“Improving the quality of life for people in the Great Lakes region and across the country is our mission.” - Molly Flanagan, Joyce Foundation program officer.
Molly Flanagan is passionate about the Great Lakes — especially when she’s talking about the challenges they face and The Joyce Foundation’s drive to find common sense, cost effective solutions to restore their health.
“Improving the quality of life for people in the Great Lakes region and across the country is our mission,” said Flanagan, Joyce Foundation program officer. “And the Great Lakes are important to our lives. They supply drinking water to 40 million people, provide recreation opportunities and are vital to business and the economic development of communities.”
The Joyce Foundation has supported The Nature Conservancy’s Great Lakes work since 2006, with a recent focus on eliminating polluted run-off from farms and preventing the introduction and spread of aquatic invasive species.
“The flow of phosphorus and nitrogen into Western Lake Erie Basin has steadily increased in the past 15 years, causing massive algae blooms,” said Larry Clemens, the Conservancy’s assistant state director in Indiana, “Fish kills, fouled beaches and a growing dead zone in the central basin are just a few of the consequences.”
“Joyce Foundation support has allowed us to expand our work in the basin where we’re introducing farmers to new drainage systems designed to mimic natural stream channels and deliver cleaner water from farm fields to Lake Erie,” Clemens added.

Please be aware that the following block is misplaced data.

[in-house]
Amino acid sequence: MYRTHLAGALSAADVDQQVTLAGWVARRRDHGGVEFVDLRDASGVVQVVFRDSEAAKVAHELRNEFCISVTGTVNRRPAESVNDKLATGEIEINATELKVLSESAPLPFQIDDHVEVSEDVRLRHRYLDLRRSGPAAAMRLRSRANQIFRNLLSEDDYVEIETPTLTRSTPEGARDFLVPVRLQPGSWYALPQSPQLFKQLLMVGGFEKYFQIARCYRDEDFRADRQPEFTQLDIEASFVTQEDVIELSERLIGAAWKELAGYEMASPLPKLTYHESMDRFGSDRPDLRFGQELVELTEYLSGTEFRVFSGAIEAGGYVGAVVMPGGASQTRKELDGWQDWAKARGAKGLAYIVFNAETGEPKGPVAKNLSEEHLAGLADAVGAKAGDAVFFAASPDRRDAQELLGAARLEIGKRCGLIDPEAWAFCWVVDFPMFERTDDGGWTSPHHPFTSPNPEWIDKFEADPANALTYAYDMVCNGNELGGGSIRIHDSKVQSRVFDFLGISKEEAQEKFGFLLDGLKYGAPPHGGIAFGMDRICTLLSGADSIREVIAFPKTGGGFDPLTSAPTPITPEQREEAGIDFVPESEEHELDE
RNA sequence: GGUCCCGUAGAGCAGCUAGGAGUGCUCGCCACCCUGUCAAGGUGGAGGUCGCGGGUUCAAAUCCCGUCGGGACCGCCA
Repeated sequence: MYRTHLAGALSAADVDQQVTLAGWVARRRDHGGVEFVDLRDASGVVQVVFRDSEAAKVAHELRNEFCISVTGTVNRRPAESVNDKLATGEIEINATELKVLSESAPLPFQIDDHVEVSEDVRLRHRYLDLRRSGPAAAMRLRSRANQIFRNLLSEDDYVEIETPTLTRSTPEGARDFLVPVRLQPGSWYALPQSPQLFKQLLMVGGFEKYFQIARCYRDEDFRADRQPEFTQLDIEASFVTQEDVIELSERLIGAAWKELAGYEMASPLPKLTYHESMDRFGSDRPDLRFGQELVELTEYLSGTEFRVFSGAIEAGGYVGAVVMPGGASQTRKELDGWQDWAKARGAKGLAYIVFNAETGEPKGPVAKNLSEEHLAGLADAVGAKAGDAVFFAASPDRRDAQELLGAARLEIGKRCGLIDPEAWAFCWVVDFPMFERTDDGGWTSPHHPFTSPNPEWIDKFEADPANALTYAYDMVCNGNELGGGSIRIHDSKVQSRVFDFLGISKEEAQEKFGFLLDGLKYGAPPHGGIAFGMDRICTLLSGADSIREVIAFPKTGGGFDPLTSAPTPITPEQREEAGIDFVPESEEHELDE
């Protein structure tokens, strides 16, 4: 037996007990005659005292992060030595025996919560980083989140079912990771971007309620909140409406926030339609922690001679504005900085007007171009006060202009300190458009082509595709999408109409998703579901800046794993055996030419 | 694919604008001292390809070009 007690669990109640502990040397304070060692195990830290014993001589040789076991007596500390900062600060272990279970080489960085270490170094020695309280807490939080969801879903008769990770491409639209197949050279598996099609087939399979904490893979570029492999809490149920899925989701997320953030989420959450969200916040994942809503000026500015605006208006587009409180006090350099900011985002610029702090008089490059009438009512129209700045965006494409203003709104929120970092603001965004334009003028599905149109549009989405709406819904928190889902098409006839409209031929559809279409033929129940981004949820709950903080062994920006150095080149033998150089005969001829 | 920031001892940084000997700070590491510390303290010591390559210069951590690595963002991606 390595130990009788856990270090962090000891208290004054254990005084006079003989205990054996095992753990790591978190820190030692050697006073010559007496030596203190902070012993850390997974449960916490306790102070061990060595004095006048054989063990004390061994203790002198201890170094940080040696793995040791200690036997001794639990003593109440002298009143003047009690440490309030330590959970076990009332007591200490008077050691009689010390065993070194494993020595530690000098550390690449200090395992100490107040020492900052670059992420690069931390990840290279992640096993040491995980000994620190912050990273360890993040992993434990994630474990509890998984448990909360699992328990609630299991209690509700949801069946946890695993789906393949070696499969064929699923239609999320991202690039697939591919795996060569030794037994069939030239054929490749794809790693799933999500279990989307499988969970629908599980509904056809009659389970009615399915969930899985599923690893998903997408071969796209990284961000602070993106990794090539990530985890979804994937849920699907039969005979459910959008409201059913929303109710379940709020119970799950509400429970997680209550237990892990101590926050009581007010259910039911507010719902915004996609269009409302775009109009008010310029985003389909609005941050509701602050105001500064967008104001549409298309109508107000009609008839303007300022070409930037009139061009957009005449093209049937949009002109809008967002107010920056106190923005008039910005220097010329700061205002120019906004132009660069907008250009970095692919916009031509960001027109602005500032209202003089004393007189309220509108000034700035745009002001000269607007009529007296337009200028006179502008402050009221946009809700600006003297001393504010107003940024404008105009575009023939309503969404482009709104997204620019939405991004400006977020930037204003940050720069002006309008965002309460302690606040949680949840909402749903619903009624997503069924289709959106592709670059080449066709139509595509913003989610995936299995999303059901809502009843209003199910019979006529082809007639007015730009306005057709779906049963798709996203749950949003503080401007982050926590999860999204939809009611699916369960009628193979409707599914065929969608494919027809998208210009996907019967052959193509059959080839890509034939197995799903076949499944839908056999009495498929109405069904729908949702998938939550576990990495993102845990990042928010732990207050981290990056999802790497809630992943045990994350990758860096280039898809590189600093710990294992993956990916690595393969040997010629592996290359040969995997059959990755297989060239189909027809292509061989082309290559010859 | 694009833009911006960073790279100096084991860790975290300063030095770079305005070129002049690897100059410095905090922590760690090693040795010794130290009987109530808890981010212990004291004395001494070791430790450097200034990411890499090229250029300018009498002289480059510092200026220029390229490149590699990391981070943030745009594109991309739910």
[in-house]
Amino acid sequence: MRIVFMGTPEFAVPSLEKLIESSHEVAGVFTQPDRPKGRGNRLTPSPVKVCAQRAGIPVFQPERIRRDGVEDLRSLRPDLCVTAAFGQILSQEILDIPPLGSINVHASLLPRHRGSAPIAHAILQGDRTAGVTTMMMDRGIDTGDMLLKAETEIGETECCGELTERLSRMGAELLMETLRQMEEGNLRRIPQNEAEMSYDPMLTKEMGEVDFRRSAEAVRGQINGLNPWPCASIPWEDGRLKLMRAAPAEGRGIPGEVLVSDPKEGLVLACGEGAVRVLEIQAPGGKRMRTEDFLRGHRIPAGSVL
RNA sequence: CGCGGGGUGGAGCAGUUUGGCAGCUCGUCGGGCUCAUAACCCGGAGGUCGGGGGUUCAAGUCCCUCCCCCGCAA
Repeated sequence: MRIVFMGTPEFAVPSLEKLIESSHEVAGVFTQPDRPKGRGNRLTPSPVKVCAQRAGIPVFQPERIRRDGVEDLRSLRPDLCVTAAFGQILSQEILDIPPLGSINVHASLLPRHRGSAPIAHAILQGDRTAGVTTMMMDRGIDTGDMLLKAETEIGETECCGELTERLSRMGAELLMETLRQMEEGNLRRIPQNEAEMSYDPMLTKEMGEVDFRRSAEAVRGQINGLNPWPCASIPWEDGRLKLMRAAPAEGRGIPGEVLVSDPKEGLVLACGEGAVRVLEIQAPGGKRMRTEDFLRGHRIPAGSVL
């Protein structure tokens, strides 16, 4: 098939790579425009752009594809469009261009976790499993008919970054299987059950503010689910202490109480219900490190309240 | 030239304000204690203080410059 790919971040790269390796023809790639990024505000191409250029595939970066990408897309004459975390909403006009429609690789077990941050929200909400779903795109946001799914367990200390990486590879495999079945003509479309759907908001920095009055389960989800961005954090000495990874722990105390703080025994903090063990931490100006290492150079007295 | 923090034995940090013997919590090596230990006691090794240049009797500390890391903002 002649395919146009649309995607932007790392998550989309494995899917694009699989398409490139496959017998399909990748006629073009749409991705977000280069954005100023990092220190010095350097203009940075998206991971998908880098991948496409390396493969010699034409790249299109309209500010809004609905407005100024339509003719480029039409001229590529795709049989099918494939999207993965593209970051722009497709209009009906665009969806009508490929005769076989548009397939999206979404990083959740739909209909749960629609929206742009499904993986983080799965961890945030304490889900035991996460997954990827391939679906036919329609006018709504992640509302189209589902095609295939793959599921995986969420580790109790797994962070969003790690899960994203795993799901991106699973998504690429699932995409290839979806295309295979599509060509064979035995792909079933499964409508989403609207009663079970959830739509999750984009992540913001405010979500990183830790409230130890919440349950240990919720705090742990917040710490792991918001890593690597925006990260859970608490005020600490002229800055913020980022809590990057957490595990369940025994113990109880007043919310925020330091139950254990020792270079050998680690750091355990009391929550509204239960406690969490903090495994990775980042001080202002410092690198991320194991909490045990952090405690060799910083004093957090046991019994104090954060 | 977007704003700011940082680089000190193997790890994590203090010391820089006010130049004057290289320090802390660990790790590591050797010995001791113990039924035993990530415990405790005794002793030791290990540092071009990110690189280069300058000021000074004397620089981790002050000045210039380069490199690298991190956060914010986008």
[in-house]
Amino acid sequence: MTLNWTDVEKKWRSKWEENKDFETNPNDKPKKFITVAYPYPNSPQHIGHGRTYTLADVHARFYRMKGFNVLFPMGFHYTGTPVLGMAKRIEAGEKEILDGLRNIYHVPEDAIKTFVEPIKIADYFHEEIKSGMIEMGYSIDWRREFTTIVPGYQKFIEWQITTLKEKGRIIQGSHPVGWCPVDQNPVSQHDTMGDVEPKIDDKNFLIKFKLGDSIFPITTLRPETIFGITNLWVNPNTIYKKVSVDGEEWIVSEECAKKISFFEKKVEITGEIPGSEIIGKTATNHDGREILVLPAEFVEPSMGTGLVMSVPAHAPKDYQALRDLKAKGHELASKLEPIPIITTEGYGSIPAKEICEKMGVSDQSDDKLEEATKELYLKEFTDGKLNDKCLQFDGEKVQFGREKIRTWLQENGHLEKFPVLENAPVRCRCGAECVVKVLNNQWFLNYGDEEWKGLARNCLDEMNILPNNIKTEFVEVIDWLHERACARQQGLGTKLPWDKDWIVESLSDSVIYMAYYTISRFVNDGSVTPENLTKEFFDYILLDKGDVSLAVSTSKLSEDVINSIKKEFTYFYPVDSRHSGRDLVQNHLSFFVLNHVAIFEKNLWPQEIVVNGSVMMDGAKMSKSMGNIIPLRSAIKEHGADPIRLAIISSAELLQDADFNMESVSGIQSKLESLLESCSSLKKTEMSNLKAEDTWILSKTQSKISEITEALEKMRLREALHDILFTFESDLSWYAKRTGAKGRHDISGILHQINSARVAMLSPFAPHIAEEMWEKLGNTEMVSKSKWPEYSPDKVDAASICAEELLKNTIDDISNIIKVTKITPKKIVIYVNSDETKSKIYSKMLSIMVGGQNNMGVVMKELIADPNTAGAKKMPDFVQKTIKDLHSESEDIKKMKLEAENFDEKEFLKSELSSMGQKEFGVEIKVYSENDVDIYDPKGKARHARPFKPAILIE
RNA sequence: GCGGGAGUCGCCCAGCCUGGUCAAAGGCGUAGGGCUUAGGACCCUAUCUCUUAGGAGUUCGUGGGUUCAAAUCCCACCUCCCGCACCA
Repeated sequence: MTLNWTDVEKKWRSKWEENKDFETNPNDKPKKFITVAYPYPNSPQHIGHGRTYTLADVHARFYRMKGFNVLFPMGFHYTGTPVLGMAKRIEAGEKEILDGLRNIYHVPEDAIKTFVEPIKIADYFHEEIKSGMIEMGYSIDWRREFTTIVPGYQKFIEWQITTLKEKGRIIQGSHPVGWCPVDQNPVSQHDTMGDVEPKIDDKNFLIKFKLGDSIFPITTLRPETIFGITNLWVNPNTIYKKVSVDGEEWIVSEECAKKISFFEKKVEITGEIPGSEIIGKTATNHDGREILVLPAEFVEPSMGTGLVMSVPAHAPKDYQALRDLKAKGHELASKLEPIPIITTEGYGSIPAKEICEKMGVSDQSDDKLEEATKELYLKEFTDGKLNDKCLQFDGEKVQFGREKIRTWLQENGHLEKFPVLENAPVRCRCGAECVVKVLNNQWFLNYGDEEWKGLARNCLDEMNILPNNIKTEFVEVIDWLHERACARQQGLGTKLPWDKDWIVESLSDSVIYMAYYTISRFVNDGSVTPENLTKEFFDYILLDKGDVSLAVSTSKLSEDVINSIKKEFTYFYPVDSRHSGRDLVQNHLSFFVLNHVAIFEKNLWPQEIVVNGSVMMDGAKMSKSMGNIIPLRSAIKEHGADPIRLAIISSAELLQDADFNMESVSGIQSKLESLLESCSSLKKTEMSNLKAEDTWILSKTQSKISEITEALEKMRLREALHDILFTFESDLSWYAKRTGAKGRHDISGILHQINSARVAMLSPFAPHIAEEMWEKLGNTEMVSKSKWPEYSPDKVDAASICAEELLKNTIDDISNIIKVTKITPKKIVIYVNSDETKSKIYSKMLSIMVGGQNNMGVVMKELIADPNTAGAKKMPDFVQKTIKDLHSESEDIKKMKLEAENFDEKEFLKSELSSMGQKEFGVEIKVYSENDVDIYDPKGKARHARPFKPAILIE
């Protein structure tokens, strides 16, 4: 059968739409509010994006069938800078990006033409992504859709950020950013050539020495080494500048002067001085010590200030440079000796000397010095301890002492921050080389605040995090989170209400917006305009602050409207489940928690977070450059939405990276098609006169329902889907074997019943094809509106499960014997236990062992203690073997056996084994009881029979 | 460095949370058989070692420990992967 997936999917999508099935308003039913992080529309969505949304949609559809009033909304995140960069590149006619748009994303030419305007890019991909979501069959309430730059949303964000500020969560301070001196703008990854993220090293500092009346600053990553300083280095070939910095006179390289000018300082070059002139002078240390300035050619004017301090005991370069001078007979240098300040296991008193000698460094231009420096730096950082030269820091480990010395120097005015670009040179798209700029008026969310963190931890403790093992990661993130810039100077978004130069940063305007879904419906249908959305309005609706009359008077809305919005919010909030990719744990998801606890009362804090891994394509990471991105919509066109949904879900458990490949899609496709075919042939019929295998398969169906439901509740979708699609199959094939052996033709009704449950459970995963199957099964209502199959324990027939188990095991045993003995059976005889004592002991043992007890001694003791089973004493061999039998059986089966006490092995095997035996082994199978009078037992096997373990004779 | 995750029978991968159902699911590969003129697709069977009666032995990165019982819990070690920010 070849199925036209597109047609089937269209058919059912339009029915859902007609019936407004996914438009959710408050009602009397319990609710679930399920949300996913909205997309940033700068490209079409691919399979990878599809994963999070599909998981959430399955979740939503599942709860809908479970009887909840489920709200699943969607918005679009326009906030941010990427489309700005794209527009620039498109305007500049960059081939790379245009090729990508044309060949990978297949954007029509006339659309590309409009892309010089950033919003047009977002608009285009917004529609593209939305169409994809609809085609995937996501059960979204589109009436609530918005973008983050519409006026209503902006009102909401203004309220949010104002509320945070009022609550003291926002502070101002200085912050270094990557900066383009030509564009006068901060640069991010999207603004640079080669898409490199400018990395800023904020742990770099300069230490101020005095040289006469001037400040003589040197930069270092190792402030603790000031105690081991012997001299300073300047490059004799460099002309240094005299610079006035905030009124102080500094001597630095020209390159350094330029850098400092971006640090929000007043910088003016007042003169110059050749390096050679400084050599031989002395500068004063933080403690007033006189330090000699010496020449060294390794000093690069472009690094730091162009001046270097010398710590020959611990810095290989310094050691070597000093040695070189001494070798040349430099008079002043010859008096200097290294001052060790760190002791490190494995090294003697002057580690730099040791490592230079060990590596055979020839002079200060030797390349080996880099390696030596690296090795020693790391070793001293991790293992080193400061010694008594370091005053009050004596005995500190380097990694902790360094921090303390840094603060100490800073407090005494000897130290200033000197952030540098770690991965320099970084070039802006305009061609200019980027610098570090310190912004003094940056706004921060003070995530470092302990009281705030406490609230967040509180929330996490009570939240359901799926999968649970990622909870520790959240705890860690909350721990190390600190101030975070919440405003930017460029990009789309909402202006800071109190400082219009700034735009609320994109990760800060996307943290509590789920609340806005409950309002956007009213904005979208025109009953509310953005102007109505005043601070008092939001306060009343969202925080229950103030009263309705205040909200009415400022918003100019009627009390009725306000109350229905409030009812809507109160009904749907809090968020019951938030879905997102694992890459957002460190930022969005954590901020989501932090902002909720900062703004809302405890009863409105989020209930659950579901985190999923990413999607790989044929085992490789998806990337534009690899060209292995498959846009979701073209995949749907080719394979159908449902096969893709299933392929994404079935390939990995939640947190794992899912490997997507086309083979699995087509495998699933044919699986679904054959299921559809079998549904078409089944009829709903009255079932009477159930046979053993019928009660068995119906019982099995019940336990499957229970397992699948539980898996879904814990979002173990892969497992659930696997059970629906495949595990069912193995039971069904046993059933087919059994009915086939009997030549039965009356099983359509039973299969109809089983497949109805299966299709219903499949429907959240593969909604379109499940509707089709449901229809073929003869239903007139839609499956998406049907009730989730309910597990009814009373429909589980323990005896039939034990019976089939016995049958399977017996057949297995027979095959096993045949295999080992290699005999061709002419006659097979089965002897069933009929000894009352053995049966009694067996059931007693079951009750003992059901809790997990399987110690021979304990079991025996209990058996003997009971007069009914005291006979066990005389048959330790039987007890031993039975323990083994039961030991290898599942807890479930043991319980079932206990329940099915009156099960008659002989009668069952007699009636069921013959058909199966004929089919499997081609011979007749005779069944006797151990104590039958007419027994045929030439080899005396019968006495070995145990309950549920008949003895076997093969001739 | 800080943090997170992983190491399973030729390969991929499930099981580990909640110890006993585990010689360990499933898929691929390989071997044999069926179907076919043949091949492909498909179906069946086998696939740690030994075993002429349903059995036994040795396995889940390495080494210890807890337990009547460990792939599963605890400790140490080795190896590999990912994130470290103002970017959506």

The Foundation has also helped the Conservancy build its Great Lakes Aquatic Invasive Species Program.
“One of our goals is reducing the spread of invasive species into and from the Great Lakes basin through artificial hydrologic connections like the Chicago Area Waterway System,” said Lindsay Chadderton, Conservancy aquatic invasive species director. “The Joyce Foundation has helped us assess the invasion risk posed by waterway systems like the one in Chicago and develop the environmental DNA method used to monitor the spread of invasive species like Asian carp through this system.”
“The Nature Conservancy is a recognized leader in working with a variety of agencies and organizations on sediment and nutrient reduction in watersheds and aquatic invasive species,” said Flanagan, “so it’s a natural partnership for The Joyce Foundation to work with the Conservancy to help solve these problems, which is essential in our pursuit of a healthy Great Lakes.”